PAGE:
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An experiment with lots of potential.

  • Decky
  • 01/04/2012 07:18 AM
  • 1380 views
I love both Metroid and RPGs, so it should come to no surprise that I fully endorse a Metroid-RPG hybrid. Add flying mechanics and coin collection? Even better! In theory, this game has the potential to be a classic mashup. In execution, this project in its current state is a somewhat successful, though lacking, experiment with tons of room for improvement.

The concept is even more bare-bones than the typical Metroid game. Players assume the role of an exterminator who has been tasked with defeating three nasty boss monsters. Along the way, the exterminator must traverse three zones - yellow, red, and blue - and collect equipment upgrades along the way to unlock the path forward. There are no other story elements in play, but I do like the foreshadowing of the three bosses in the intro screen.

Presentation
In some ways, Air RPG feels like a more organically shaped Metroid 1 with similar graphics. Visually, the game certainly presents itself like an NES standard. Each zone has its own color, aside from the occasional green room or multicolored hub area. Enemies and weapon upgrades match the color type of each zone; for instance, the blue zone features an ice gun that allows you to open, surprise surprise, blue doors. The consistency may seem like overkill, but it works quite well in a game that is simple both graphically and mechanically.


The upgrade screen is the definition of simple and effective, and is perfect for this game's style. My only complaint is that this menu cannot be accessed at all times.


Musically, the game draws from various NES-inspired sources; the tracks are unoriginal but generally well selected. The boss theme could have been more intense, but it's still effective enough. Each are has a unique theme. There are, thankfully, no Metroid tracks to be found - their inclusion would made the game feel too unoriginal.

Aside from a few glitches, Air RPG is well polished. When exiting doors, I often ran into an invisible wall for a couple seconds. Jumping near cliffs doesn't always work, and I fell quite a few times in the first areas. The smooth and responsive flying controls help mask this fault, since players will be flying a lot more than jumping.

Gameplay: The Good
The actual gameplay is a mixed bag, so I'll start with the good. Flying in this game is a lot of fun. All players have to do is tap a key repeatedly and they can fly as high and as far as they want. Shooting and bombing are easily handled while flying, and some rooms and bosses are designed to make use of this mechanic. Certain areas have lava/waterfalls that can be traversed only by equipping certain wing upgrades.

The upgrade system is a great inclusion, and it serves as the main RPG element. One frustrating part of Metroid games is that there is often little reward for slaughtering countless enemies while searching for hidden areas and new paths. Air RPG remedies this by having enemies drop coins, which can be spent on upgrades to ammunition capacity, health, power, and defense. There are also plenty of coins to be found by just wandering through hallways and shooting or bombing through rock. In a way, these coins and stat upgrades make up for the lack of missiles and energy tanks; however, this is a two-edged sword, as I will get to later.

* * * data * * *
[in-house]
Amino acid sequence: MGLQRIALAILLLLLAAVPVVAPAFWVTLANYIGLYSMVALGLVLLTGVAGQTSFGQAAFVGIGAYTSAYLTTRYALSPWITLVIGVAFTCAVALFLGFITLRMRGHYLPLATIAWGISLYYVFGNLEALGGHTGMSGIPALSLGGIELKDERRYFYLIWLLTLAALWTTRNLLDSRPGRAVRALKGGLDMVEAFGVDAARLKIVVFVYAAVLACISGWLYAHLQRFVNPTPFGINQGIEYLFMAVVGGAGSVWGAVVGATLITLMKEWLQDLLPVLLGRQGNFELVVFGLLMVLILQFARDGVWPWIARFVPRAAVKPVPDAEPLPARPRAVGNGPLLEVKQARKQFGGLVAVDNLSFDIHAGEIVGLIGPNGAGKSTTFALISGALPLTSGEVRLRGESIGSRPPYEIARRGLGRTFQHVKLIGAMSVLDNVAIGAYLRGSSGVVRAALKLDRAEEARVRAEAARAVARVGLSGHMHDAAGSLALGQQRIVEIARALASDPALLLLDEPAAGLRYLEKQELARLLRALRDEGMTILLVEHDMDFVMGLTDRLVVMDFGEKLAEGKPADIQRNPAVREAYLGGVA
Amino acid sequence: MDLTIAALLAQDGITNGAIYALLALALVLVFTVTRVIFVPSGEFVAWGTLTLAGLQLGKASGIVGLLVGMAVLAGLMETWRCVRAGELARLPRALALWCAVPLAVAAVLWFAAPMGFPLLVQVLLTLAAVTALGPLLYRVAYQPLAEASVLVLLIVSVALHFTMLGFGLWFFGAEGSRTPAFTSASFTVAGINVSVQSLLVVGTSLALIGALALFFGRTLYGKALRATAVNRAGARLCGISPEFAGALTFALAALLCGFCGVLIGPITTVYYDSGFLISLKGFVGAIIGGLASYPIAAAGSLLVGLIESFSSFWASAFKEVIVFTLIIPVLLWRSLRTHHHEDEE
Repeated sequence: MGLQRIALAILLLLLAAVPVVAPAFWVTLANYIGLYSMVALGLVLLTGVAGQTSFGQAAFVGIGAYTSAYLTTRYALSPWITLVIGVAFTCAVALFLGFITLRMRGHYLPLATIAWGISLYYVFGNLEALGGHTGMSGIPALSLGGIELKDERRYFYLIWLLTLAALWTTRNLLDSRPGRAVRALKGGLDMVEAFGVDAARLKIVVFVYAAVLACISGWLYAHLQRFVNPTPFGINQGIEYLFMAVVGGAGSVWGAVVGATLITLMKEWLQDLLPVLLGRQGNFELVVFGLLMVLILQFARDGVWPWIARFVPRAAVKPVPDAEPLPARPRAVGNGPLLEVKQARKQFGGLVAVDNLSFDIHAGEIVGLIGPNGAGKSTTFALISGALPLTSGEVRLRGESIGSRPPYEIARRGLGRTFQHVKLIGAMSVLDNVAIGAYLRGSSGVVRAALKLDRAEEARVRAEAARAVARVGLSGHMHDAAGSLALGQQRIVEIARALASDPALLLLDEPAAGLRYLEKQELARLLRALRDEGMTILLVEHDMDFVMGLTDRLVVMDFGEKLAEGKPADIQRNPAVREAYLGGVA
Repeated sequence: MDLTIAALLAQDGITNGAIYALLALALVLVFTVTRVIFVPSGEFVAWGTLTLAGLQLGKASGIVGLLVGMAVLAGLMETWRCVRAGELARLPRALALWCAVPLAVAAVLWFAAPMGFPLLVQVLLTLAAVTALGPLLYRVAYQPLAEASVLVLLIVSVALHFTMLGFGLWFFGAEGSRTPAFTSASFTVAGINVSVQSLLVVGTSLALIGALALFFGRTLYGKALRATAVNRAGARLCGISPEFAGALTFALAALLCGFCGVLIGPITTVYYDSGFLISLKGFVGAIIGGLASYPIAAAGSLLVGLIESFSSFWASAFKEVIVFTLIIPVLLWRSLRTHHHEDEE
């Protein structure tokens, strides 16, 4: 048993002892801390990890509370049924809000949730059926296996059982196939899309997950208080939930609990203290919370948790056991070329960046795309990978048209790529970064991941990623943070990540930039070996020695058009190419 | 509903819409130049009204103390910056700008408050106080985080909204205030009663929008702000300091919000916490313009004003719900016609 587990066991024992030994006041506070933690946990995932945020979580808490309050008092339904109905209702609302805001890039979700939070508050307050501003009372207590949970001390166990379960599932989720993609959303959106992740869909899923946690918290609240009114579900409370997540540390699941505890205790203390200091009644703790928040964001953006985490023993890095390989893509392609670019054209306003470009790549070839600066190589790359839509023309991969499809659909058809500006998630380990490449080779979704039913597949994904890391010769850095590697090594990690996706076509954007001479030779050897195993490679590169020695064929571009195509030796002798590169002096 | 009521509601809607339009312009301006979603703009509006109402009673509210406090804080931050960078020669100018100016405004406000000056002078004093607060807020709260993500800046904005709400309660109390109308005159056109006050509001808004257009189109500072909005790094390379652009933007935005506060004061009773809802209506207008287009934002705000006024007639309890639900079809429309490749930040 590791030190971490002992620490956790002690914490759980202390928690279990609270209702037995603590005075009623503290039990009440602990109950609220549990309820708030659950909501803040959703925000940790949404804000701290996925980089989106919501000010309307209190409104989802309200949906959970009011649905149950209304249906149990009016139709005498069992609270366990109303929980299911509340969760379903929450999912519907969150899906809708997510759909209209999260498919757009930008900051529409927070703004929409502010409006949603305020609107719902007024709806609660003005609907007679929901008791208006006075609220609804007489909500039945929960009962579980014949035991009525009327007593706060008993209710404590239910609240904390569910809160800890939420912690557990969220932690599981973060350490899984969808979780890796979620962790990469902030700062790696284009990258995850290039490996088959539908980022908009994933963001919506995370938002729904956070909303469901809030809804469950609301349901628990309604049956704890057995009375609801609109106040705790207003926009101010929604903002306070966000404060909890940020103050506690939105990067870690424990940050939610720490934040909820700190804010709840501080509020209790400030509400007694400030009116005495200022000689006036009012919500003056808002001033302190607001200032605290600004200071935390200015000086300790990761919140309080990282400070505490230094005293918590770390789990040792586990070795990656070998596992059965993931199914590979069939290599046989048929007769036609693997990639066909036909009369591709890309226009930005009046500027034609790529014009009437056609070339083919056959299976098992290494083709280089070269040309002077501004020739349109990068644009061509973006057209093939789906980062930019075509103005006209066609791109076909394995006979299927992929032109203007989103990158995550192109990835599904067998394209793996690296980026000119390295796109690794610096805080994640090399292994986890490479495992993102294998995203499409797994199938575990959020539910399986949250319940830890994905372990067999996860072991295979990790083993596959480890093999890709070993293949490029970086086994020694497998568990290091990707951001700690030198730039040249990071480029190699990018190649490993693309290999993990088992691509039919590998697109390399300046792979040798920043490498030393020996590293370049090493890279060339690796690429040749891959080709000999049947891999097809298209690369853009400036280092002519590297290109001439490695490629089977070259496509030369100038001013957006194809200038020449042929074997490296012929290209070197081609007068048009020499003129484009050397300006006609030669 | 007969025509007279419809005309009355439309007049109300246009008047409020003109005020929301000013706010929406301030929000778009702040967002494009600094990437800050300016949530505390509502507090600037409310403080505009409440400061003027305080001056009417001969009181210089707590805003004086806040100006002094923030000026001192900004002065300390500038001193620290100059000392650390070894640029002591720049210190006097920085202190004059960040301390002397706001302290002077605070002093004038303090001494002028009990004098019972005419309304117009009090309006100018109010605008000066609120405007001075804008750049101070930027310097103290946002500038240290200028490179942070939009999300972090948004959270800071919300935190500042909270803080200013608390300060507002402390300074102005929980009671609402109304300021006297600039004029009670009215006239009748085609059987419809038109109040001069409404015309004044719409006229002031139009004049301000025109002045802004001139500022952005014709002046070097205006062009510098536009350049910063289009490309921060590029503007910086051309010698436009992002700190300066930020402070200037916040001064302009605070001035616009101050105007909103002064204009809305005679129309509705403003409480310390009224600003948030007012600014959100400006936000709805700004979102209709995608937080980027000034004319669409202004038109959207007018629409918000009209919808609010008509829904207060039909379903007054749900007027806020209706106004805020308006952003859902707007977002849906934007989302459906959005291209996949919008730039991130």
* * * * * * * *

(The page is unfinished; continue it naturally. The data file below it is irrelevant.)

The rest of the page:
Combat in the game is fairly enjoyable, as well. The first and third bosses are solid renditions of classic "bullet hell" and "circle the room" boss tropes, respectively. Enemy patterns are fairly easy to identify, and the organic shape of most rooms allows for sneak attack and bombing opportunities. There is nothing more satisfying than waiting for a little crawler to cross your avatar's line of fire, or dropping a bomb on an unsuspecting shooter enemy from a small alcove above.


Bombs away! Bombs tend to bounce a lot and take too long to detonate, especially since this game is fast paced.


The inclusion of ammunition is a nice touch, as it encourages players to be more wise with their shots. Ammo limits prevent players from spamming bullets along a line of fire, and/or "spraying and praying" in a crowded room. There are plenty of opportunities to both increase ammo capacity and reload, so the limitation should not be an issue for careful players.

Gameplay: The Lacking
With the good also comes a lot of underused or poorly implemented elements that prevent this experiment from reaching its potential. Players level up as they kill monsters, but these levels offer only minimal increases to HP and ammunition capacity. It almost feels as if levels were included for the sake of having another RPG element. I was guilty of this in Carlsev Saga. Upgrading is the only RPG feature that's necessary, since enemies already drop sufficient rewards in the form of coins and health/ammo. If the creator wants to keep leveling in the game, I would suggest offering perks, passives, or skills at certain levels. Imagine Samus from Metroid learning special Screw Attacks at high levels!

Upgrading would be better if enemies were stronger. After a "test death" early in the game, I didn't slip below 50 percent health at any point. I upgraded my offense before my defense, and rarely had an issue with low HP or hard hitting opponents. In other words, upgrading HP and defense is not really that important. This is compounded by the fact that enemies are fast-moving and rarely stationary. If all points are invested in health or defense, and it takes a dozen shots to kill an enemy, then the avatar is bound to take damage during combat. But all of that can be negated by funneling points into weapon power and killing enemies in one shot; there is enough base HP to absorb a few hits should players make a mistake.